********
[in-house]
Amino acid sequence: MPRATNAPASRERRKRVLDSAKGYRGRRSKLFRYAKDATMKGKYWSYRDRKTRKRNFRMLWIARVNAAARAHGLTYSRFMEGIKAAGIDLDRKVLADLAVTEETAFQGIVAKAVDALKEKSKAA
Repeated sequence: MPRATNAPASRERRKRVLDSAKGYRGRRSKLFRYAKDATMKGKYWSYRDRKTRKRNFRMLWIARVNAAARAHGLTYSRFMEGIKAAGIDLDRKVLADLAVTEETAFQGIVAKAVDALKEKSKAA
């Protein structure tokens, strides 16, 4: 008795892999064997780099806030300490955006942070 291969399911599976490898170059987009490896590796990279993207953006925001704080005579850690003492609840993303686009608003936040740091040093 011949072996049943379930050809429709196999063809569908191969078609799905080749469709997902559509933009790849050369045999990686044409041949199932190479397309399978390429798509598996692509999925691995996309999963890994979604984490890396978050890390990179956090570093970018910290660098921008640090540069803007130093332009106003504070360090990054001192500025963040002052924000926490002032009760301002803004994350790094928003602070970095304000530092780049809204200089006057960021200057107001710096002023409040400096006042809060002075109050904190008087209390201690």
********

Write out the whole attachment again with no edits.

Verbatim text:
[in-house]
Amino acid sequence: MPRATNAPASRERRKRVLDSAKGYRGRRSKLFRYAKDATMKGKYWSYRDRKTRKRNFRMLWIARVNAAARAHGLTYSRFMEGIKAAGIDLDRKVLADLAVTEETAFQGIVAKAVDALKEKSKAA
Repeated sequence: MPRATNAPASRERRKRVLDSAKGYRGRRSKLFRYAKDATMKGKYWSYRDRKTRKRNFRMLWIARVNAAARAHGLTYSRFMEGIKAAGIDLDRKVLADLAVTEETAFQGIVAKAVDALKEKSKAA
């Protein structure tokens, strides 16, 4: 008795892999064997780099806030300490955006942070 291969399911599976490898170059987009490896590796990279993207953006925001704080005579850690003492609840993303686009608003936040740091040093 011949072996049943379930050809429709196999063809569908191969078609799905080749469709997902559509933009790849050369045999990686044409041949199932190479397309399978390429798509598996692509999925691995996309999963890994979604984490890396978050890390990179956090570093970018910290660098921008640090540069803007130093332009106003504070360090990054001192500025963040002052924000926490002032009760301002803004994350790094928003602070970095304000530092780049809204200089006057960021200057107001710096002023409040400096006042809060002075109050904190008087209390201690």